Subject: Tax Code - Tax Swaps

Last-Revised: 12 Aug 1996
Contributed-By: Bill Rini (bill at, and other anonymous contributors

A tax swap is an investment strategy usually designed for municipal bond portfolios. It is designed to allow you to take a tax loss in your portfolio while at the same time adjusting factors such as credit quality, maturity, etc. to better meet your current needs and the outlook of the market. A tax swap can create a capital loss for tax purposes, can maintain or enhance the overall credit quality of your portfolio, and can increase current income.

It's important to note that tax swaps are not for everyone. And as always, you should consult with a tax professional before making any investment desicion that is designed to produce tax benefits.

Here is an example of a hypothetical tax swap. I have not factored accrued interest to keep the calculations fairly simple.

Current Bond - You will sell this bond to generate a capital loss.

$10,000 par value "ABC" Tax Free bond, A rated, with a coupon of 4.70%. maturing 09/01/03 originally purchased for $10,000 (100) but with a current market value of only $9030 (90.30).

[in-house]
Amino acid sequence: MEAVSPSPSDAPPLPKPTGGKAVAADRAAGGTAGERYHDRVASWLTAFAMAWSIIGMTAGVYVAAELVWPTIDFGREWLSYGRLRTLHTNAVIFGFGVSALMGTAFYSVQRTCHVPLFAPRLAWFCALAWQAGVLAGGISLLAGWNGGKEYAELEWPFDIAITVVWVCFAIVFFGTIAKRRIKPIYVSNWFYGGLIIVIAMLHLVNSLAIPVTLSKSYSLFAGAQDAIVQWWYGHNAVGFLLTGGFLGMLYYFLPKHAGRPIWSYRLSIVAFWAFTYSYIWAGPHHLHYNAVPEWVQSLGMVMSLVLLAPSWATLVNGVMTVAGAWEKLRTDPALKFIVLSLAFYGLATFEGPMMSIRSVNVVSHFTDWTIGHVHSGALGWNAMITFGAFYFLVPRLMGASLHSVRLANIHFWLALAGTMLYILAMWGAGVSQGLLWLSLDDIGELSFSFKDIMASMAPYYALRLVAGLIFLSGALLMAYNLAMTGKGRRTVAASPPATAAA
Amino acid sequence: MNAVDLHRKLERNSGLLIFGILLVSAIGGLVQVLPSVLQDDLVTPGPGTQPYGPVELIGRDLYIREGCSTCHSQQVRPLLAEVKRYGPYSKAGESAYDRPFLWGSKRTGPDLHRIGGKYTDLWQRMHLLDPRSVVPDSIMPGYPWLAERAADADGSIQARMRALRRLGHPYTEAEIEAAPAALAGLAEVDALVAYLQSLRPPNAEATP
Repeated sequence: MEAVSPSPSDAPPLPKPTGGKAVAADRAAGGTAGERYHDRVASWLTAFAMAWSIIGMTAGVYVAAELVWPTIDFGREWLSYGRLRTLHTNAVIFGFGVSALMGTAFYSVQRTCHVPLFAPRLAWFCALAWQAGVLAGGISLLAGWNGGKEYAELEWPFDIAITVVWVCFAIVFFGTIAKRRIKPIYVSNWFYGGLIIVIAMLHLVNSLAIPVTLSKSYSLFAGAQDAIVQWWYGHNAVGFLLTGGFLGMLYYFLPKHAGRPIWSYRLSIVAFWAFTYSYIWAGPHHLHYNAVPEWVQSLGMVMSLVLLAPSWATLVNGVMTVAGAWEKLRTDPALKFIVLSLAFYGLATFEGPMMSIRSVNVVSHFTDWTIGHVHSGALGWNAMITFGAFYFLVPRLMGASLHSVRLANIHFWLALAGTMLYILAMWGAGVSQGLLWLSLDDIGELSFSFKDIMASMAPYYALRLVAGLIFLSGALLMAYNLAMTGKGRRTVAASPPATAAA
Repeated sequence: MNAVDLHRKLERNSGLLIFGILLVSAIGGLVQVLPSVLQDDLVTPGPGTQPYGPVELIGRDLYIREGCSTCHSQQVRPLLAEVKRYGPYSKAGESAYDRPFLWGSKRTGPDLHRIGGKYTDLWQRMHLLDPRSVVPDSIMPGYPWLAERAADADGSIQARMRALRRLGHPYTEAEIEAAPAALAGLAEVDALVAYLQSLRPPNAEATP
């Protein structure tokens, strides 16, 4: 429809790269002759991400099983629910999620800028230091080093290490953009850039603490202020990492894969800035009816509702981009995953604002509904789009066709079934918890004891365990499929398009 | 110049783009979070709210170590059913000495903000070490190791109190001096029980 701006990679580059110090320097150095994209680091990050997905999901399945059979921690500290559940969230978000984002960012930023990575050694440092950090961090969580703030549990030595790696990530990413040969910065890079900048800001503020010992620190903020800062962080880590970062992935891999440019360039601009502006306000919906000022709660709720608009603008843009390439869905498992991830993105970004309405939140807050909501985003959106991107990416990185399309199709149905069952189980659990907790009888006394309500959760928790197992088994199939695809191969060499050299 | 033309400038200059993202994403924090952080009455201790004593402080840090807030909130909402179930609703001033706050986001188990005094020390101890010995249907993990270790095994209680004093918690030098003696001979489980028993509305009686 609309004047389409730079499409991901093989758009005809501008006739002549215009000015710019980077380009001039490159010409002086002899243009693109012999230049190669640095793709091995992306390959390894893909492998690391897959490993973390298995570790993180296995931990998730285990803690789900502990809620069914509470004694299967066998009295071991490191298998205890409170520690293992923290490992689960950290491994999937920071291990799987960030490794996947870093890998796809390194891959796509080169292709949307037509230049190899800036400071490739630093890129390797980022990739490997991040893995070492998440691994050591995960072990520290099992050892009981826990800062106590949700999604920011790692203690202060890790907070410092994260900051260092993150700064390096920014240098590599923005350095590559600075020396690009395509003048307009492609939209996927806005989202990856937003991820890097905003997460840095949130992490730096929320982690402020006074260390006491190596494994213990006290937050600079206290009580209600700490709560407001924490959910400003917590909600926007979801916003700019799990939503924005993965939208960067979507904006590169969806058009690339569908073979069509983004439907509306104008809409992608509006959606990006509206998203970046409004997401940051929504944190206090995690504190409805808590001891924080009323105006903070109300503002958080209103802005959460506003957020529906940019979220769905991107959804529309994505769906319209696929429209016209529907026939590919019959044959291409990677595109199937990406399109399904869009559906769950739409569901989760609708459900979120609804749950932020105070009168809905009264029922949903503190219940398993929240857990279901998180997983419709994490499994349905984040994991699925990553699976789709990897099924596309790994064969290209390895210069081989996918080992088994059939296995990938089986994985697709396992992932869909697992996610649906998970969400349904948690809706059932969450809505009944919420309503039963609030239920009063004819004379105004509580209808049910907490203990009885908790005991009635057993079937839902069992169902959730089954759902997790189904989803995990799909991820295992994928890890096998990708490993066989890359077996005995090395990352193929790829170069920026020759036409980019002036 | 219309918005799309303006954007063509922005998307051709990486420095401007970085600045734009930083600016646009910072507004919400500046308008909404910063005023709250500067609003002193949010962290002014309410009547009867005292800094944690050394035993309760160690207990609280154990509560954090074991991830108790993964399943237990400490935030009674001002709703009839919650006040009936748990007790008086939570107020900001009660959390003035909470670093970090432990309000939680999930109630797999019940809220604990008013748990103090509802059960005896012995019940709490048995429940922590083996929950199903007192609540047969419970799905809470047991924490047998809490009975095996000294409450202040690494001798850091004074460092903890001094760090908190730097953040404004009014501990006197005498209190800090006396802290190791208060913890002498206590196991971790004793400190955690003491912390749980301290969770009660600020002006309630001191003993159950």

Replacement Bond - The bond you will buy to replace your current bond.

$10,000 par value "XYZ" Tax Free bond, AAA rated, with a coupon of 5.20% maturing 12/01/12 The current selling price of this bond is $8724 (87.24)
Sell "ABC" Bond $9030.00
Buy  "XYZ" Bond $8724.00
Difference:      $306.00
The tax swap accomplished the following. First, you received $306.00 cash. Second, you upgraded the credit quality of your single-bond portfolio from A to AAA. Third, you generated a capital loss of $970.00 (original purchase price minus the selling price). Fourth, you've increased the bond's maturity and coupon, so its duration will be greater. This swap will increase the portfolio's sensitivity to interest rate changes, which may or may not be what the investor had in mind. In particular, it might be not appropriate for a short-term investment. If the bond is held to maturity, then no risk is assumed other than default risk. (Although unrealized value would change wildly, and perhaps that's taxable in some circumstance).

Portions of this article are copyright 1995 by Bill Rini.

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